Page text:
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Not in My Element

OK, so I’ve blogged about a lot of different topics over the years. I’ve talked about grilled cheese sandwiches, celebrities, HIM, yule logs, coffee pots, long summer nights, photography, art, and all the kind of fun stuff that falls out of life when you least expect it. But, the one topic, the very essence of what I’m sure anybody who happens upon this blog really wants to know, the one single most consuming topic I’ve yet to conquer but have never approached remains untouched. And that is…sex. Yes, it’s true, I don’t believe I’ve ever blogged about sex.

So, I was watching this interview the other day, as I happened upon a female author telling her tale on one of those late night talk show interview type programs that I usually just flip on by. The author, Jane Juska, was discussing her book, A Round-Heeled Woman. What was sort of interesting to me was not so much the fact that this 67 year old woman cavorted around having anonymous sex with random men at the tender age of 67. No, that wasn’t the really interesting part of the story although, admittedly, I did find this rather fascinating. The really interesting part of the story was that, at one point in the interview, she talked about her writing style, about her reasons for wanting to write a book, about her technique for, um, cajoling men, earning their trust, and later kissing and telling in sorts by publishing a tell-all tome at the tender age of 67. At one point in the interview, she faced the camera directly, almost confrontationally, and admitted, “writing about sex is hard.” To paraphrase, she said, “it’s difficult to write about sex. It’s hard to actually physically sit down and write about the act of having sex.”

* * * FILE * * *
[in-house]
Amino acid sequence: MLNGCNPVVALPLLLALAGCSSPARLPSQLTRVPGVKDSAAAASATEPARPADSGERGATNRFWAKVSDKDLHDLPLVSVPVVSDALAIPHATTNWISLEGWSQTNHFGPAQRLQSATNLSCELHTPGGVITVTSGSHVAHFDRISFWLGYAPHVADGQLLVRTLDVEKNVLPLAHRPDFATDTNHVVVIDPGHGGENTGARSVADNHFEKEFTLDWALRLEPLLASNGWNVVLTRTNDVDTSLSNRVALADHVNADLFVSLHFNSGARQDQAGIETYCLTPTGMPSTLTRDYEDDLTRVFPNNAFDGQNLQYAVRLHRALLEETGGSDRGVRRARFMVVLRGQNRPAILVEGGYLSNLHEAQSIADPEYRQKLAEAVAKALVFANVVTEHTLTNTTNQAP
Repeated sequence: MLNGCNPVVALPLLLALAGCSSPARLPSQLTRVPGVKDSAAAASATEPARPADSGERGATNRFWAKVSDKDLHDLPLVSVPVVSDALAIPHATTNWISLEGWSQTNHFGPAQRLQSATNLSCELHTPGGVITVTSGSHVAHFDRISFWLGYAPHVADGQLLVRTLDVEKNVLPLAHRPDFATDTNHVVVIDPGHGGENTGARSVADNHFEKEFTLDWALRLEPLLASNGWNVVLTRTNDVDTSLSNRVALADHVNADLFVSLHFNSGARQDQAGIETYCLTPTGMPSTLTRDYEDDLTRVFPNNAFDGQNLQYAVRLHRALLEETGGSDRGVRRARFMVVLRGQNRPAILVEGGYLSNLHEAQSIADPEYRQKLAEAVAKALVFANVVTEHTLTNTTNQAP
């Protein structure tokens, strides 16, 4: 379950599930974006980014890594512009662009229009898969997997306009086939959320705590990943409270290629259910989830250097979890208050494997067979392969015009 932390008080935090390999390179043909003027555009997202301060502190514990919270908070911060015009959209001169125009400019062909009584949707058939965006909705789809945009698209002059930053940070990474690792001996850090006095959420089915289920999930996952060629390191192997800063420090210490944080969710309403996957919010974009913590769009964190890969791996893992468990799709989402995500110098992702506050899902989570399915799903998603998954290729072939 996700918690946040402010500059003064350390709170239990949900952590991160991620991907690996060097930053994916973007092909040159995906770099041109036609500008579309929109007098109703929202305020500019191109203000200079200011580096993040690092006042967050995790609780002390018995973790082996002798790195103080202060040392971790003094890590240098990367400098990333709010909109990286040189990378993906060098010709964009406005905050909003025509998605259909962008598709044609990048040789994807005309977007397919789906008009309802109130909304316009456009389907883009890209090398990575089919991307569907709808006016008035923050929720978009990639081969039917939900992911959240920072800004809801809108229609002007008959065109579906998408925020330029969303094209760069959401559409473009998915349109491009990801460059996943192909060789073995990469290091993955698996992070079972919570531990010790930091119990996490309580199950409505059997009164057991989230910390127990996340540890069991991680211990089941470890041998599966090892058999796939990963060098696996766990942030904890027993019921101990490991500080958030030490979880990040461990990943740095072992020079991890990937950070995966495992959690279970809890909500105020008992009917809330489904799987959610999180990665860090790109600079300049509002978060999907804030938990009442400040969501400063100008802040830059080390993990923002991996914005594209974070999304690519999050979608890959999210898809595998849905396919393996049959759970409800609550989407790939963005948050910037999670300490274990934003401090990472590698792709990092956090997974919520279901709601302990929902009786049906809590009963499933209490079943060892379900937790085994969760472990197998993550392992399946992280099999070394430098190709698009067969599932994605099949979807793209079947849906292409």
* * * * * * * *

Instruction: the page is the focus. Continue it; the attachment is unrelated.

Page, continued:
If I wanted to write a story about a southern belle, with lots of appropriate dialog, I could read To Kill a Mockingbird and sort of wing it (excuse the bad pun there.) If I wanted to write a well-crafted finely tuned murder mystery, I’d read Agatha Christie. I’ve read JD Salinger’s work, romance novels, cutting edge fiction, horrible poetry, and all sorts of comic books, at least enough to mimic what I read. But, what’s a good book on Sex? Should I try to read a romance novel? How about graphic pornography? It’s even difficult to talk about sex without getting into the writing aspect of it at all. If you read romance novels, they talk of male body parts like foreign objects, referring to things like “members” and “elements.” I’m a computer programmer and I think of an “element” as something you put into an array not something to slip into a hot tub. It’s just all confusion to me. I don’t even know where to begin.

A good writer, I suppose, should engage the reader. Good writing should make you think and should connect at an almost carnal level. Reading something well-crafted should pull you in, absorb you, and almost consume you. Much like (I suppose) good sex. If that’s the case, why is it so difficult to write about sex? Maybe sex is just something you have to experience? Maybe it’s the one topic where words really don’t do justice? I don’t know. I do know, however, I’m not the only one who has a difficult time of it. And, hey, at least I’m not alone. Although my only current company is some half-crazed women running around sexing it up with men half her age and writing tell all books about it. Come to think of it, maybe I’m the crazy one. Sorry to disappoint you, but, on the whole, I’d rather stick to grilled cheese sandwiches, long summer nights, photography and, for now anyway, I’ve leave the “elements” in the arrays.

Until next time, this is Carol, the Carol in “Carol’s Little World” signing off.

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